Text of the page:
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The Spirit of the Restorer

applyingbandage.jpg “…ye which are spiritual, restore such an one in the spirit of meekness.” Gal. 6:1

Our hearts bleed for fallen souls who need to be restored. They have little to offer but gratitude. Their history suggests that they will fail again making them a liability rather than an asset. The person overtaken in a fault mires down in a trail of past disappointments; spiritual bankruptcy dogs his present; and question marks swirl around his future.

The revealing point about restoration, however, is not about the people who need it. We all understand what they need. Instead, we must examine the spirit of the restorer. Long ago, a wise person observed that we measure the worth of a man by how he treats those who can do nothing for him. The restorer’s bold action to help a fallen comrade provides a powerful commentary on his own spirit. His willingness to restore confirms his spiritual mind.

For some reason, condemnation always seems easier to mete out than restoration. Whenever we see things in sharp, clearly defined lines, we can snap off judgment against the weak and fallen. Their transgressions stand in strong evidence against them. Because they are law-breakers and sinners, we think they deserve immediate denunciation and swift punishment. The Pharisees who took the adulterous woman to Jesus did not demand her restoration, but her indictment. Even Christ’s disciples manifested this kind of attitude in speaking out against Mary, the harlot who broke the alabaster box and anointed Jesus with the precious perfume. “And there were some that had indignation within themselves, and said, Why was this waste of the ointment made? For it might have been sold for more than three hundred pence, and have been given to the poor. And they murmured against her.” Mark 14:4-5

I applaud the noble spirit, however, who denies the temptation to condemn the fallen. He does not succumb to the jealousy of Joseph’s brothers, the treachery of King Saul, the personal ambition of Balaam or the opportunism of Judas Iscariot. He considers the fact that, but for the grace of God, he may himself fall. He knows that to allow arrogance, judgmentalism or a holier-than-thou spirit to dictate his response to the weaknesses of others displays a carnal, not a spiritual response. Examine these characteristics:

The restorer has a compassionate spirit. Compassion means, “to suffer with” others. It goes beyond feeling their pain or even understanding their plight. The compassionate spirit reaches out to help the fallen and actually take steps to rectify their situation whenever possible. The restorer has no use for mere sympathy or “tokenism.” His compassion demands results.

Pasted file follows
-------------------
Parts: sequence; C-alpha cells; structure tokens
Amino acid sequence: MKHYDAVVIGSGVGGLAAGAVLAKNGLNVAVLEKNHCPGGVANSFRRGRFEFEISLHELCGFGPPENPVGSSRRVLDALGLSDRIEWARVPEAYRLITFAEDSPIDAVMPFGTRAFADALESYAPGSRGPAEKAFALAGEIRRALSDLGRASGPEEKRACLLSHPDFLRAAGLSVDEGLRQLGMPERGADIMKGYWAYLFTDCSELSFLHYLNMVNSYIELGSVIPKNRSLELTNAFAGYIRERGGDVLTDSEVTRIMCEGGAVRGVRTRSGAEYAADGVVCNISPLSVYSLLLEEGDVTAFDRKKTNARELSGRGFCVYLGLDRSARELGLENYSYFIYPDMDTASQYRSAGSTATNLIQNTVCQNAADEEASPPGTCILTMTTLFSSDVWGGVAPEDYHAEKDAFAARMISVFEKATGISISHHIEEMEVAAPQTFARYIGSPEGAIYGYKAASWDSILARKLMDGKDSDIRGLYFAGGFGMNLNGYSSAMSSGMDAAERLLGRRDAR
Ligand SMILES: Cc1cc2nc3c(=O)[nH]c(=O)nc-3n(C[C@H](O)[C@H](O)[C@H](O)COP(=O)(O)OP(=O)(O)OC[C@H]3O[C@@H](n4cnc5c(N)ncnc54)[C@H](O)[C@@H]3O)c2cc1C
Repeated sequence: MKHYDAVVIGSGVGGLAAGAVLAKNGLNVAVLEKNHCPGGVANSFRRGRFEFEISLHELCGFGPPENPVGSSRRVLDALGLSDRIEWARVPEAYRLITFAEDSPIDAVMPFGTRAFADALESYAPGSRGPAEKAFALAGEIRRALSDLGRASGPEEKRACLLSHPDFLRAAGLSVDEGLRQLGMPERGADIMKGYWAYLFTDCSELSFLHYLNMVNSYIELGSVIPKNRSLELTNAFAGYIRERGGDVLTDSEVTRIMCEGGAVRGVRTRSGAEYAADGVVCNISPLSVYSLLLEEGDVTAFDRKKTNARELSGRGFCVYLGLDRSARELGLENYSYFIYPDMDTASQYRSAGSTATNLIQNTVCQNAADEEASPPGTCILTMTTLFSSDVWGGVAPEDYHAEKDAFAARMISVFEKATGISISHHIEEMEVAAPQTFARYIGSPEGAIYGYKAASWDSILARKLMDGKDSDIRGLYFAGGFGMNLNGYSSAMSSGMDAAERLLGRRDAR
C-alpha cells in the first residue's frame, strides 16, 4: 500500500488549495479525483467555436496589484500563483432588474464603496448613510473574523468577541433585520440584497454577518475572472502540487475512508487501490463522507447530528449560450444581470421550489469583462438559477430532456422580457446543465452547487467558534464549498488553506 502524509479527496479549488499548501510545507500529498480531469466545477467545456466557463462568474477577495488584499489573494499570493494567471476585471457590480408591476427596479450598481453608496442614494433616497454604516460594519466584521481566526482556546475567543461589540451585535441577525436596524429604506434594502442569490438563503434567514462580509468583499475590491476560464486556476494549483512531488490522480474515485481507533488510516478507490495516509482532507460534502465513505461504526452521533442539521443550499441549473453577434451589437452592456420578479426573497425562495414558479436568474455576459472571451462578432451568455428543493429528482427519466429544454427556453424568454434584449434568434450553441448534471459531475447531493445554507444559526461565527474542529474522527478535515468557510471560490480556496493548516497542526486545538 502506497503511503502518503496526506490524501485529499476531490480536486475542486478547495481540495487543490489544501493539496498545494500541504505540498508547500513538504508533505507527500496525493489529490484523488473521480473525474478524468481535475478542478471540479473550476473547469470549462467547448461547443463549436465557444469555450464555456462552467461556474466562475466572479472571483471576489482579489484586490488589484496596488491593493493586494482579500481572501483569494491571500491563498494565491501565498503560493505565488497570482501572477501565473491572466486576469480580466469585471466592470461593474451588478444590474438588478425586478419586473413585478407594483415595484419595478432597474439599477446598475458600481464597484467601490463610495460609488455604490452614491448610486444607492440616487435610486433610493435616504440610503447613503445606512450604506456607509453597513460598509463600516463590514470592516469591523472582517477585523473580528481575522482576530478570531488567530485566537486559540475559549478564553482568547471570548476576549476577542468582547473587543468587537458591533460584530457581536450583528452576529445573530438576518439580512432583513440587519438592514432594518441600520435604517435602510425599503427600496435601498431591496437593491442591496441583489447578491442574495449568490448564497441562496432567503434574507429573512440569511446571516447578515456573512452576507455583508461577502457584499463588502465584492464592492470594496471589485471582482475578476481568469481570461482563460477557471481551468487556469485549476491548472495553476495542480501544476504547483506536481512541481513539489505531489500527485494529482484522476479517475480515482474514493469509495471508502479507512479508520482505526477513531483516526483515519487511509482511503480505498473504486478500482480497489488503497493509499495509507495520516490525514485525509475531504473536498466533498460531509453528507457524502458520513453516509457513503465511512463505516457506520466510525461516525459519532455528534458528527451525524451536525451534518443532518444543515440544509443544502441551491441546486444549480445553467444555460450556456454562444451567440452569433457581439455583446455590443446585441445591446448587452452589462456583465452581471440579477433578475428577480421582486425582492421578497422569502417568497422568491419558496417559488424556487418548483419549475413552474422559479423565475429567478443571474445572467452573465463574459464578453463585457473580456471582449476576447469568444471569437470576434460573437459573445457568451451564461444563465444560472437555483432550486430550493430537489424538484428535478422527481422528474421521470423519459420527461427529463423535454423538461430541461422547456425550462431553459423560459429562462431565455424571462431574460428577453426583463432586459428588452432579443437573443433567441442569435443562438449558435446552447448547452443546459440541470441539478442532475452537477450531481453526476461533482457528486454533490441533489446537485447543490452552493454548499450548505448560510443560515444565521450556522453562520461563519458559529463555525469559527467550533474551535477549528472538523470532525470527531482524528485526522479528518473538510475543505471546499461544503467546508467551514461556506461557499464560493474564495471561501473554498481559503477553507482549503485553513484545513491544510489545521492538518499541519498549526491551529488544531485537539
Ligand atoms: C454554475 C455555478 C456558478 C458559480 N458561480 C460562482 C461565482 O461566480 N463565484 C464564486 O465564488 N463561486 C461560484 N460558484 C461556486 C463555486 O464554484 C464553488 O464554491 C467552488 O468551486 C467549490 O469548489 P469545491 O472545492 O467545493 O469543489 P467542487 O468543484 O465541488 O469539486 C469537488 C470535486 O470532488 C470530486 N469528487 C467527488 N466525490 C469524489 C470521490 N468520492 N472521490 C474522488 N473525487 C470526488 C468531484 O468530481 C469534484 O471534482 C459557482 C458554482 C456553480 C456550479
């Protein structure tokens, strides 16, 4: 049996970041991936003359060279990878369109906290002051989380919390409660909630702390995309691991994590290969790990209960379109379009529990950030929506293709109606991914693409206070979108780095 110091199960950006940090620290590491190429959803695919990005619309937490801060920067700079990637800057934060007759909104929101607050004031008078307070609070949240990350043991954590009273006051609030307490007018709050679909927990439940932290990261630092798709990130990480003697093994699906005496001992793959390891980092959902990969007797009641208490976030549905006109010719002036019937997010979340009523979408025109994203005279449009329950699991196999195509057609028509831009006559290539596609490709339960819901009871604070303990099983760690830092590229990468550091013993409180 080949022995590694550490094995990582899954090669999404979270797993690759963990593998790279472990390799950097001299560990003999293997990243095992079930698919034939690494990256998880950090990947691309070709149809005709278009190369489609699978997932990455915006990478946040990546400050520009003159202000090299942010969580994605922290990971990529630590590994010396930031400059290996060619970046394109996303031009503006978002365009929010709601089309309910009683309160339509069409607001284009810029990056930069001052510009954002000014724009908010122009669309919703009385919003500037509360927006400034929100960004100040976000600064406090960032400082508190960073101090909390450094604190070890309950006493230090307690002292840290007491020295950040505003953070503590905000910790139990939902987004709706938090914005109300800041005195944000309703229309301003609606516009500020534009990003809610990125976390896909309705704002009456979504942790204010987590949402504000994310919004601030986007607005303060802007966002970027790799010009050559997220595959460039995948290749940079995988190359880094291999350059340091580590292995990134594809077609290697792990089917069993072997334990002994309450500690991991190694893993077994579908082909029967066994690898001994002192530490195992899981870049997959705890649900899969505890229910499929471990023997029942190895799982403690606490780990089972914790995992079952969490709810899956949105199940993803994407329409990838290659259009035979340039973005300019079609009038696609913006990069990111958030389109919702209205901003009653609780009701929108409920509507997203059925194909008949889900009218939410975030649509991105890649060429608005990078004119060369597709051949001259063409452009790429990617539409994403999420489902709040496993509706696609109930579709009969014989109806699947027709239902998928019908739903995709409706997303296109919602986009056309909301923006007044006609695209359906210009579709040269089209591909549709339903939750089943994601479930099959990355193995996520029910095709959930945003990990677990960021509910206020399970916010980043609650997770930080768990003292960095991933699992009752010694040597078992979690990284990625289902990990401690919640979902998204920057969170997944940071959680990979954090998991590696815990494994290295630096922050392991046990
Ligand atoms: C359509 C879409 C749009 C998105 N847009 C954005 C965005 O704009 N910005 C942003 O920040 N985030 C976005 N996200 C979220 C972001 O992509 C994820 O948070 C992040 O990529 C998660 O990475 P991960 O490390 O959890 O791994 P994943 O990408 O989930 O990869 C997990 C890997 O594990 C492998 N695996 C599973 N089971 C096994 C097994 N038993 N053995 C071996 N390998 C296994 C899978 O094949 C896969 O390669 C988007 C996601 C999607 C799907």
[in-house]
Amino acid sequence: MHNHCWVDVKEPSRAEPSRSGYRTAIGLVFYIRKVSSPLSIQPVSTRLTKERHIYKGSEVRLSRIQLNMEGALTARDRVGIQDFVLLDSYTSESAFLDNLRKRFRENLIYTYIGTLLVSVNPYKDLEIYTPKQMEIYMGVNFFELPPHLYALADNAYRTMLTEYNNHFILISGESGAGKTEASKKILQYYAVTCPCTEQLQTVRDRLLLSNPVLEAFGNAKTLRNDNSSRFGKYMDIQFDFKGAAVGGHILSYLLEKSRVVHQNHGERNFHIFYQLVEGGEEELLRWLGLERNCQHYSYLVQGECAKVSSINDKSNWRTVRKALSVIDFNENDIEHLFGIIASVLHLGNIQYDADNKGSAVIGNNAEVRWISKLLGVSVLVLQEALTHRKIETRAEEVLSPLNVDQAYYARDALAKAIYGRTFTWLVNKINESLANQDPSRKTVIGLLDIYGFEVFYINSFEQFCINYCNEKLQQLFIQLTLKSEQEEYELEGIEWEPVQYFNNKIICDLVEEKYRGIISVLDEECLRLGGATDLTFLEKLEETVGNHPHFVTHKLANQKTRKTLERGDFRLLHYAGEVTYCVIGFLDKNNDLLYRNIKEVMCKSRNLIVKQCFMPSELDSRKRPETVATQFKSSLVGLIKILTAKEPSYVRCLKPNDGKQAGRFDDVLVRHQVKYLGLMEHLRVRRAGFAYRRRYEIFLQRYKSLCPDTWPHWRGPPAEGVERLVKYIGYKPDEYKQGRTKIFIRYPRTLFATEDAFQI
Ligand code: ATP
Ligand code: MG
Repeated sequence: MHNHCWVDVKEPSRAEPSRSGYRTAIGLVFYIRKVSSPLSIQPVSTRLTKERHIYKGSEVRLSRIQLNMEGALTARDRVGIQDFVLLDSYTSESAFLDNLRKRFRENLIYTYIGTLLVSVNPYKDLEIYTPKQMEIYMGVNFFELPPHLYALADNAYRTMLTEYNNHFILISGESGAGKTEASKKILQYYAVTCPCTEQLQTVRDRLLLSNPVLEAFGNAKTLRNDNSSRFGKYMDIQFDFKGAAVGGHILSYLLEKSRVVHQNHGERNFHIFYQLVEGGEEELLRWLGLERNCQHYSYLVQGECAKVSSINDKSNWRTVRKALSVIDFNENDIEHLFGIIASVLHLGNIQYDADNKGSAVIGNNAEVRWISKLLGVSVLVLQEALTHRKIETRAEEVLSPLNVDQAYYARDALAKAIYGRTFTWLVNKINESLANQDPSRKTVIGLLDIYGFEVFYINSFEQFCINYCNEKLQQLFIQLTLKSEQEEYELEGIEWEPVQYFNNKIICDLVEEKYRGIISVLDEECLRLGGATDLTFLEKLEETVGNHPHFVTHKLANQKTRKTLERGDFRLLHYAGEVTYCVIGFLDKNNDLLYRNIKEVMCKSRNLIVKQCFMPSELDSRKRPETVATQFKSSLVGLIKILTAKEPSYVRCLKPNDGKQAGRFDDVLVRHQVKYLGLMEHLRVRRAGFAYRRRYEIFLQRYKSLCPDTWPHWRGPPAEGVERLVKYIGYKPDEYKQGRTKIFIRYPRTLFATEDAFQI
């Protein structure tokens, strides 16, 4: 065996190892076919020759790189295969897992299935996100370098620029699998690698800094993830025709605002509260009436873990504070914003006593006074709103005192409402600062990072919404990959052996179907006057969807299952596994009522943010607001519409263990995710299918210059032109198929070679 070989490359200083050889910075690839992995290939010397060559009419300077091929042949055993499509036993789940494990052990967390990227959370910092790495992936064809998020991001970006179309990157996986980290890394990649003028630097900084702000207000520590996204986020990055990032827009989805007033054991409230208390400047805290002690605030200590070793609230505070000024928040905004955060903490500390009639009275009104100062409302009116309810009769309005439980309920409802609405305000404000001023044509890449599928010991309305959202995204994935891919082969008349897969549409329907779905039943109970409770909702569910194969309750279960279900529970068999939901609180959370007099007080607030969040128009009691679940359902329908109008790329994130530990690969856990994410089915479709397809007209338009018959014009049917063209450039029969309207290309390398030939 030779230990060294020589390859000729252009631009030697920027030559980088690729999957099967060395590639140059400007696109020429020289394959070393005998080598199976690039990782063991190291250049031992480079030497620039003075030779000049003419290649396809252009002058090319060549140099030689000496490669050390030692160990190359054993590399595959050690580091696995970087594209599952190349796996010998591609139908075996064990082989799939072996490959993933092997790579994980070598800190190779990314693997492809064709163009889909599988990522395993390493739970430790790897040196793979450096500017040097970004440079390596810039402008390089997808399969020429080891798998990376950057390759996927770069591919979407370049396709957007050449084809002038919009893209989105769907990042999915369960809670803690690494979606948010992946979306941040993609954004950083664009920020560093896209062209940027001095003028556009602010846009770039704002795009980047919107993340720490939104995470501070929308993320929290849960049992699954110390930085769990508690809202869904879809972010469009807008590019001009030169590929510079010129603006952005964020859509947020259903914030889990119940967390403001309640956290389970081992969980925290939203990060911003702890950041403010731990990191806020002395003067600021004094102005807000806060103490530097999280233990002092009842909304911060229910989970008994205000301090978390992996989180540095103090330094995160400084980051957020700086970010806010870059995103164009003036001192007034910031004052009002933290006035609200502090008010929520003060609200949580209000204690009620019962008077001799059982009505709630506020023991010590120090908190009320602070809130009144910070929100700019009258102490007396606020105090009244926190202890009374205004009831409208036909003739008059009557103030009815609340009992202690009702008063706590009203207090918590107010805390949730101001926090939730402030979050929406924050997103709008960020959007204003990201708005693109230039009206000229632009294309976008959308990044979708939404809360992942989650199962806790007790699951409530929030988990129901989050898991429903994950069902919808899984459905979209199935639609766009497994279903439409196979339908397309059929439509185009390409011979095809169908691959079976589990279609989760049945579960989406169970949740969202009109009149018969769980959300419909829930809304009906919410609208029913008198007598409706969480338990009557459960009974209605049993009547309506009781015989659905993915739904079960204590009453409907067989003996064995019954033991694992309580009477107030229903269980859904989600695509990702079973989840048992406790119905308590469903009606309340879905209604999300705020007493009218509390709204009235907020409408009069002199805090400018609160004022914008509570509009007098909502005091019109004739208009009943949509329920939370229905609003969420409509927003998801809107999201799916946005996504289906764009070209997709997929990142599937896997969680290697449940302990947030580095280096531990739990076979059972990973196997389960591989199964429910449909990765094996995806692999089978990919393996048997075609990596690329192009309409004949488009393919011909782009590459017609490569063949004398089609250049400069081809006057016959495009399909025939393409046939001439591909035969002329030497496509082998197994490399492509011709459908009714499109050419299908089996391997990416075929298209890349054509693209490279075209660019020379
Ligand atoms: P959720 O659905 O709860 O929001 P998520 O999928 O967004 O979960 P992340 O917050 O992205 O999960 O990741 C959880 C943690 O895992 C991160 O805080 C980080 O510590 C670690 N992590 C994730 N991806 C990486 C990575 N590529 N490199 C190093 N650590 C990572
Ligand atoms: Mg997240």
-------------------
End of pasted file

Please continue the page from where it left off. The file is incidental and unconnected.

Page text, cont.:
The restorer has a humble spirit. Indeed, the scripture says to restore the one overtaken in a fault “in the spirit of meekness, considering thyself, lest thou also be tempted”. Anyone who is fully aware of his own weaknesses has a much greater aptitude for restoration of others. All of us are still in the race, facing daily exposure to the elements. The restorer understands that on any given tomorrow, he himself may need a helping hand.

The restorer has a strong spirit . Restorers run risks. Others may associate them with the very weaknesses of those receiving help. They may be accused of unhealthy sympathies. Their motives may be misconstrued as trying to corrupt the whole body. The rock-ribbed restorer, however, rises above these dangers on the strength of his steadfast spirit to lift the overtaken. He measures strength by the weight of the load lifted, not the ability to put the load down.

The restorer has a giving spirit . The story once was told of the turtle on a fencepost. The conclusion: He didn’t get there by himself. Neither can a comrade overtaken in a fault find restoration without someone willing to reach deep into his treasure house of generosity and give of himself. The restorer does not think of his efforts as throwing himself away but investing in a valuable commodity.

The restorer has a visionary spirit. Restoration encapsulates the redemptive plan of God. Had God not envisioned what lost humanity could be, he would have permitted us to follow our downward course. The centrifugal force of sin furiously propelled us away from the holiness of God. Divine intervention intercepted us on our hell-bent path and turned us around. The restorer envisions the unrealized potential of the overtaken soul and, in so doing, he aligns himself with the plot of redemption’s drama.

Have you reached out to a troubled soul lately? Isn’t it time you did?

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Reader Comments (1)

Greetings Pastor, Myname is Paul I first came acrosss a book you write on doctrine while itinerating throught the states some years ago. I found your blog and what a joy it is to read your articles which are full of knowledge and sincerity.

Thanks too for this article on restoration ill have to read to digest it, there again thats what makes a good blog.


April 6, 2011 | Unregistered Commenterpaul

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